In a Historic Move, Italy Abolishes Film Censorship! No Involvement of Government in Banning Movies Now

Ananya Swaroop
·2-min read

With the rise of cinema and art all around the world, some historic moves have been globally taken in the past to maximise the reach of films and other forms of cinema. Italy, however, has a strict censorship policy in place till now. The legislation that birthed in 1913 was still practised in Italy where the government had the ultimate power to censor and ban movies. But what comes as a historic move, the rule has officially been abolished. In the past, films like Pier Paolo Pasolini’s Salò or the 120 Days of Sodom and Bernardo Bertolucci’s Last Tango in Paris had been banned by the government. Elton John Slams Russian Censorship of Rocketman’s Gay Sex Scenes.

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The symbolically important move for a censorship rule that was de-facto no longer practised is definitively a big step. It is doing away with “the system of controls and interventions that still allowed the Italian state to intervene on the freedom of artists,” said Culture Minister Dario Franceschini after he announced the conclusion of the government’s powers to censor cinema. Hundreds of films from all over the world were banned locally for religious, “moral” and political reasons.

According to the new order, film distributors will be able to self-classify their own movies based on existing audience age brackets. These brackets will include columns like “over-14″ (or aged 12+ if accompanied by a parent) and “over 18” (or 16+ accompanied by adults). Also, a new commission of film industry personalities, education experts and animal rights activists, will review the film’s classification. 01 Distribution chief Luigi Lonigro, who is head of Italy’s distributors, issued a statement, that said, “It’s an epochal change that the industry was strongly pushing for and will usher in self-regulation." Anurag Kashyap’s Manmarziyaan to Not Release in Pakistan for Violating the Censorship Code?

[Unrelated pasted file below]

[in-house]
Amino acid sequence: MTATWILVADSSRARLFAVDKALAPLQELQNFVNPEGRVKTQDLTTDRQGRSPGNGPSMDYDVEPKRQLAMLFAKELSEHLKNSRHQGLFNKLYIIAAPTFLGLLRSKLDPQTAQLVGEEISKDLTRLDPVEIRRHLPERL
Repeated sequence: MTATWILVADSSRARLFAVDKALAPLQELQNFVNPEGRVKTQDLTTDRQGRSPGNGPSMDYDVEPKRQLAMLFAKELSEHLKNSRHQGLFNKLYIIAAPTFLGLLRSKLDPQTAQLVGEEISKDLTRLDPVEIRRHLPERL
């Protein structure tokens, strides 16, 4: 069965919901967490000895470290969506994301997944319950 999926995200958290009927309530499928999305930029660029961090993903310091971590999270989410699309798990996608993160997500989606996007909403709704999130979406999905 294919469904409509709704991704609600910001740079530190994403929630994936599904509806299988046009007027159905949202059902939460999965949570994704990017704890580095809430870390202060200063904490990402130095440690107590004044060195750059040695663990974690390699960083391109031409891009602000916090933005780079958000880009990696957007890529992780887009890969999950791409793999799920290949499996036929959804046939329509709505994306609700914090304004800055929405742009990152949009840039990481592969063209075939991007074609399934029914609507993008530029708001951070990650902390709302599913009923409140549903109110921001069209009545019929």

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According to a survey by Cinecensura, 274 Italian films, 130 American movies and 321 pictures from other countries have been outlawed in Italy since 1944. More than 10,000 have been forced to cut scenes. Pasolini’s controversial film Salò was banned after a brief theatrical run in Italy because it revolved around Marquis de Sade’s 18th-century novel of torture and degradation to Fascist Italy in 1944. Bertolucci’s Tangoeven before it could make it to the theatres.